FREDERICK II. (surnamed the Great):

King of Prussia; born 1712; reigned from 1740 till his death in 1786. He was not friendly to the Jews, although he issued a "Schutzjude" patent to Moses Mendelssohn in October, 1763.

The "General-privilegium", 1750.

During the early years of Frederick's reign the Jews were left in comparative peace under the law of 1730. Soon after Frederick had made a treaty of peace with Maria Theresa of Austria, he proceeded to issue a series of anti-Jewish edicts. His policy was to maintain the proportion between Jews and Christians in Prussia at a definite, fixed ratio. On April 17, 1750, a "neue revidierte General-privilegium und Schutzbrief vor die Judenschaft in Preussen und der Mark Brandenburg" was enacted, but was not promulgated till 1756. It was particularly oppressive. The Berlin community, consisting of 333 families (estimated at 1,945 souls), at this time had the number of its Schutzjuden fixed arbitrarily at 150; and only the eldest sons could succeed to their fathers' rights. All other Jews were declared to be "extraordinary," which meant that they were not allowed to transmit their privilege of residence to their children. Throughout the kingdom this law was enforced with much rigor. In Silesia and West Prussia no Jews could live in the open country ("plattes Land"). Jewish servants were not allowed to marry; and Jewish beggars and pedlers were inhibited.

During Frederick's entire reign the Prussian Jews continually protested against harsh edicts, but without much success. In 1763, however, succession to the rights of the Schutzjuden was extended to second sons on condition that these take up manufacturing. For this privilege the Jews had to pay 70,000 thalers. For further privileges the Jews had to purchase a definite number of pieces of porcelain from the royal porcelain manufactory. These pieces were often specially made in grotesque shapes, as in the form of apes, and for this reason were afterward much valued by collectors. In addition to such exactions the Jews paid regular taxes.

While the Jews were prohibited from following certain trades and occupations (flax-spinning, 1761; agriculture, 1763; flour and wood industries) because of the jealousy of Christian competitors, they were compelled in 1768 to take charge of the stocking and cap manufactories at Templin and to become absolutely responsible for their financial success.

By the rescript of 1750, severe penalties were imposed on those Jews who practised usury. In 1752-53 interest rates were fixed at 12 per cent per annum, and in 1755 at 6 per cent and 7 per cent. Bankrupts were harshly dealt with; and the entire Jewish community of a locality was made responsible for the crimes committed by Jewish thieves (1773). In 1770 the oppressive usury laws were somewhat modified by repeal acts.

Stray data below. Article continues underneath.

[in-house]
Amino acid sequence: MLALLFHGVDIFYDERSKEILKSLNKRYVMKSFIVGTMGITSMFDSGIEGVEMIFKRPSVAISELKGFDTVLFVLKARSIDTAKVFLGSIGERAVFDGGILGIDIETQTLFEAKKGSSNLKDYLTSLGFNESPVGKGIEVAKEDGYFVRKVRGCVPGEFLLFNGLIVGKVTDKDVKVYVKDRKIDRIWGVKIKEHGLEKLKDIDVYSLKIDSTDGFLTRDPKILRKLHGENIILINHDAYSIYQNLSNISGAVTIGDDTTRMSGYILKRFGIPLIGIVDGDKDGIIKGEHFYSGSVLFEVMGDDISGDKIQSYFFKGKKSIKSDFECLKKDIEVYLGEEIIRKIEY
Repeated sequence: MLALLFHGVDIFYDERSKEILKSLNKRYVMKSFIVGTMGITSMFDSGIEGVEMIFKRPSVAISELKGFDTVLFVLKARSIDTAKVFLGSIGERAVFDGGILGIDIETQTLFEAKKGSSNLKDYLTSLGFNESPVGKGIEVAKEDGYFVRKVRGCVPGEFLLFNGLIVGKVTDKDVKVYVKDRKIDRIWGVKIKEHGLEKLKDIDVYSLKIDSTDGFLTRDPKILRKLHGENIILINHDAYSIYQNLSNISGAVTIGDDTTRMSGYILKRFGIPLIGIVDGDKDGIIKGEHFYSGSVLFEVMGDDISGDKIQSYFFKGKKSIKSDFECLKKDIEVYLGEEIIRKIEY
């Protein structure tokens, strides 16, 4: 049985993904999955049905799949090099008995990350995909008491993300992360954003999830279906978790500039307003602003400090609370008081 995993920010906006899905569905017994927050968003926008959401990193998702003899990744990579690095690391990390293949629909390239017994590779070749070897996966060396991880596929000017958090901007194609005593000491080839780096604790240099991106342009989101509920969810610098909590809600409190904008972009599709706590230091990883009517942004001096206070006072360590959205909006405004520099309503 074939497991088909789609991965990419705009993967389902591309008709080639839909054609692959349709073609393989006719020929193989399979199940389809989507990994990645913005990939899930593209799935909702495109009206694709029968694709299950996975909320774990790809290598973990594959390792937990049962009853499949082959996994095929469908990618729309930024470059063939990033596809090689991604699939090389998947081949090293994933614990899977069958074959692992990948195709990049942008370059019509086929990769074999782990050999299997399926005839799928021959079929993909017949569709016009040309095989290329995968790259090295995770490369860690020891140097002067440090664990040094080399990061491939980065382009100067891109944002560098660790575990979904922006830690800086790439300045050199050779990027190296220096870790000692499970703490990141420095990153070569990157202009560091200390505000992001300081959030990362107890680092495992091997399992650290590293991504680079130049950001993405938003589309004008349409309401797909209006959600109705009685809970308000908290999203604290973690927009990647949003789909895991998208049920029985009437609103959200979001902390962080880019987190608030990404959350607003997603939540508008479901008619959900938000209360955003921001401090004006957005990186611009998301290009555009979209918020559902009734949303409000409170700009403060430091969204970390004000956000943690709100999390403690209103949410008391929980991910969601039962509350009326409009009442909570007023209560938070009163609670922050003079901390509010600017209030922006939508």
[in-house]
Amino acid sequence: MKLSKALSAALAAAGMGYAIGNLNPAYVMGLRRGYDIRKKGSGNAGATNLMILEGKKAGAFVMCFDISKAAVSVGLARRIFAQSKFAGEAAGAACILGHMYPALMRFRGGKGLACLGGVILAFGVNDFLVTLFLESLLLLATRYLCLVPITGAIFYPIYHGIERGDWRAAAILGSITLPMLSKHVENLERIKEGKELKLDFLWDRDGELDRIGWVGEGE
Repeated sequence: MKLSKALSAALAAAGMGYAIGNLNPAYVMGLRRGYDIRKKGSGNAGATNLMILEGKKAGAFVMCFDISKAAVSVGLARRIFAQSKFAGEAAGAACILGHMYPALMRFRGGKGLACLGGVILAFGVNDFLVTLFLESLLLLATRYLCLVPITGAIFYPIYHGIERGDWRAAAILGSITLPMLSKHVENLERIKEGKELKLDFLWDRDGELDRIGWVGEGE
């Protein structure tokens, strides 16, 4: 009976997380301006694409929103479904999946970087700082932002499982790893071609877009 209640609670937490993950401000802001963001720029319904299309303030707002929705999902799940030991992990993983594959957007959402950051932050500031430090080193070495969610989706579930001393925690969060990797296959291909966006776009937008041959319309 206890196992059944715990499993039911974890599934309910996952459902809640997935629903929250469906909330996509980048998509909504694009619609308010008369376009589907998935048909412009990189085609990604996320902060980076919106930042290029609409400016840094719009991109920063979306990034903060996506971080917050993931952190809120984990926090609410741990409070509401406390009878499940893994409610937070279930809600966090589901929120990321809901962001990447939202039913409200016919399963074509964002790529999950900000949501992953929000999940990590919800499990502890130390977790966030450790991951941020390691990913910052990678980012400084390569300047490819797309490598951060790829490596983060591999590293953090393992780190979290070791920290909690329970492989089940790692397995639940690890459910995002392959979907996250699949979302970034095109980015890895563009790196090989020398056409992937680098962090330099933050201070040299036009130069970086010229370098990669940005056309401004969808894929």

Restrictive Measures.

Payments of protection-money often caused trouble for the Jews in Frederick's reign. During the Seven Years' war Frederick would have no Jewish soldiers in his army; a yearly tax was paid instead. The Jews had also to bear a share of the ransom imposed on Berlin by the Russian invaders of 1763. During the war, moreover, the Jews had to lend large sums of money to the king. In 1765 the 438 Jewish families in Berlin had to pay a tax of 25,000 thalers; hitherto an annual tax of but 15,000 thalers had been paid for 250 families. In 1770 the Jews were not allowed to pass buckets at fires; a yearly tax was imposed instead. In 1773 the Jews had to deliver a certain quantity of silver to theroyal treasury. Additional edicts were promulgated in 1773, 1777, 1782; and as late as 1785 a law was passed against surreptitious begging by Jews.

Although Frederick declared that absolute justice must be meted out to Jews in the law courts, the "more Judaico" was required again (1747). Jews had to take this oath in the synagogue in the presence of ten adults and be clothed with the "arba' kanfot" and tefillin. On especially solemn occasions they had to sit on coffins and hold slaughtering-knives. This requirement was modified, however, in 1782.

There were nineteen factories and mills owned by Jews during Frederick's reign, among them Daniel Itzig's lead-factory at Sorge and his oil-mill at Berlin (Geiger, "Geschichte der Juden in Berlin," ii. 93). Among the king's Jewish mint-masters ("Münzjuden") were Ephraim, 1754; Moses Isaac and Daniel Itzig, 1756; Daniel Itzig and Ephraim, 1758; and Veitel Heine Ephraim, 1773.

With the inner life of the Jews Frederick had nothing to do. Although in 1771 he struck Mendelssohn's name from the list of members of the proposed Berliner Akademie der Wissenschaften, yet in 1783 he spoke of him as "the famous Jewish scholar." Dohm's "Ueber die Bürgerliche Verbesserung der Juden" (1781) failed to influence Frederick toward a greater liberality in the treatment of his Jewish subjects. It was Voltaire's somewhat ambiguous transactions with Abraham Hirsch or Hirschel which caused Frederick to break off relations with him (Carlyle, "Frederick the Great," book v.).

  • Hans Jungfer, Die Juden Unter Friedrich dem Grossen, Leipsic, 1880;
  • Ludwig Geiger, Gesch. der Juden in Berlin, i. passim, ii. 88 et seq., Berlin, 1871;
  • Adolph Kohut, Gesch. der Deutschen Juden, pp. 694, 696, 700f, 729, 732, 735, 759, 780;
  • Grätz, Gesch. xi. 5, 14, 17, 20, 54, 79;
  • Beulah Brylawski Amram, Anti-Jewish Edicts of Frederick the Great, in Jewish Exponent, Jan. 31, 1902.
D. A. M. F.
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